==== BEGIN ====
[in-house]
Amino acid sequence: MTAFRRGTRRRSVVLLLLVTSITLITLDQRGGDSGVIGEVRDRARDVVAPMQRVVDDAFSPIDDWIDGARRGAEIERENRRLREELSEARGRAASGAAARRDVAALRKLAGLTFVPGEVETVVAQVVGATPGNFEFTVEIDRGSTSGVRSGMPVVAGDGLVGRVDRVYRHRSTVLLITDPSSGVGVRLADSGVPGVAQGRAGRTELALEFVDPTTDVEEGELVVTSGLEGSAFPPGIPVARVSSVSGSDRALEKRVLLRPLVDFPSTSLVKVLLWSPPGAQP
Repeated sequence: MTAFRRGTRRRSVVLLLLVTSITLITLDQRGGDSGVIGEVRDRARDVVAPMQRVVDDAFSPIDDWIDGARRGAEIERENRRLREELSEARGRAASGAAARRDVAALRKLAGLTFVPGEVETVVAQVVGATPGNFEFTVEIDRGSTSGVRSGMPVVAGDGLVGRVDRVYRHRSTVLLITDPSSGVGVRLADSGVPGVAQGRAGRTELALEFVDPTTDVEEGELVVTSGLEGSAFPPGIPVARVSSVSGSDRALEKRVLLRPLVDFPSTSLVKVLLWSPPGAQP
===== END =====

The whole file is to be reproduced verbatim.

[in-house]
Amino acid sequence: MTAFRRGTRRRSVVLLLLVTSITLITLDQRGGDSGVIGEVRDRARDVVAPMQRVVDDAFSPIDDWIDGARRGAEIERENRRLREELSEARGRAASGAAARRDVAALRKLAGLTFVPGEVETVVAQVVGATPGNFEFTVEIDRGSTSGVRSGMPVVAGDGLVGRVDRVYRHRSTVLLITDPSSGVGVRLADSGVPGVAQGRAGRTELALEFVDPTTDVEEGELVVTSGLEGSAFPPGIPVARVSSVSGSDRALEKRVLLRPLVDFPSTSLVKVLLWSPPGAQP
Repeated sequence: MTAFRRGTRRRSVVLLLLVTSITLITLDQRGGDSGVIGEVRDRARDVVAPMQRVVDDAFSPIDDWIDGARRGAEIERENRRLREELSEARGRAASGAAARRDVAALRKLAGLTFVPGEVETVVAQVVGATPGNFEFTVEIDRGSTSGVRSGMPVVAGDGLVGRVDRVYRHRSTVLLITDPSSGVGVRLADSGVPGVAQGRAGRTELALEFVDPTTDVEEGELVVTSGLEGSAFPPGIPVARVSSVSGSDRALEKRVLLRPLVDFPSTSLVKVLLWSPPGAQP